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Overcoming Rejection

Postby Roger Brown » Tue Dec 25, 2012 7:36 am

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Roger Brown
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Rejection has to be the number one killer of most Inventors drive to see their product become reality. There are plenty of people with fantastic ideas that throw in the towel the first time they are told “No Thanks” by a company. The Inventor takes that “NO” as a direct personal assault.

Granted no one likes getting rejected, me included, but I realize it is a part of the process and one that you cannot avoid. You need to learn from the No’s and see what you can do to lessen the chance of getting your next No. If you were lucky enough to get some feedback from the company wait one day and review their comments. The one day will hopefully give you time to calm down from your disappointment and look at the comments clearly and objectively.

If you really consider the reasons you get rejected it isn’t always your idea. Yes, you need to understand that if you have a bad idea that is not marketable no amount of tweaking will change that outcome.
Here is a list of reasons your idea can be rejected even if it is a marketable idea.

1. Sometimes the company you have approached just doesn't look at outside ideas and does not publicize that fact. So you get a rejection letter, but it doesn't explain they just don't look outside the company.

2. You didn’t do your research and your product is outside their target market. You don’t send a pet toy to a tool company. This happens more often than you think.

3. You sent your submission to the wrong person within the company. You can’t assume the wrong person will forward your idea to the right person for you.

4. You sent the idea unsolicited and the company rejected it solely on that basis. You did not contact them first and see if they had any documentation that needed to be signed by both parties first, such as a nondisclosure agreement.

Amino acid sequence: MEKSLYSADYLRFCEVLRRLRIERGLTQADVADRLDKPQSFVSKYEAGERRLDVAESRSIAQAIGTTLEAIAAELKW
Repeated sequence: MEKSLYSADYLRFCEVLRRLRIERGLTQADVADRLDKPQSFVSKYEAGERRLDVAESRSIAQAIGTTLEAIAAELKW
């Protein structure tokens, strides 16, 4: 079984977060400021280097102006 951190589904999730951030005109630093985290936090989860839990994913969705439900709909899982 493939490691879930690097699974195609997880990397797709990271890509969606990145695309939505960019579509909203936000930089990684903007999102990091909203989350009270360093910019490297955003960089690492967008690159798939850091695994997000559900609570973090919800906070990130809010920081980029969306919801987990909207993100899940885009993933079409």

5. You did not have proper contact information on your submission.

6. They already have similar products and don’t want to add another that would be in direct competition with their current product.

7. Your idea is only good for a very small niche market.

8. The cost versus the return on investment is too high.

9. Your sell sheet did not WOW them or lacked concise information to get the point across.

10. Your product has already been patented.

11. They already sell a similar item and don't want a competing product beside one that is selling fine.

12. The product you sent them is inferior/outdated in features/benefits over what is currently available.

13. You sent them your product but they have already decided on their line for that year or the following year and are not open to taking on anything else at that time.

14. They only consider items with a sales history they can review and your item has never been in production or sold stores or online. So they do not want to take the risk of being the first company to market it.

These are just a few reasons. I am sure you can add more.
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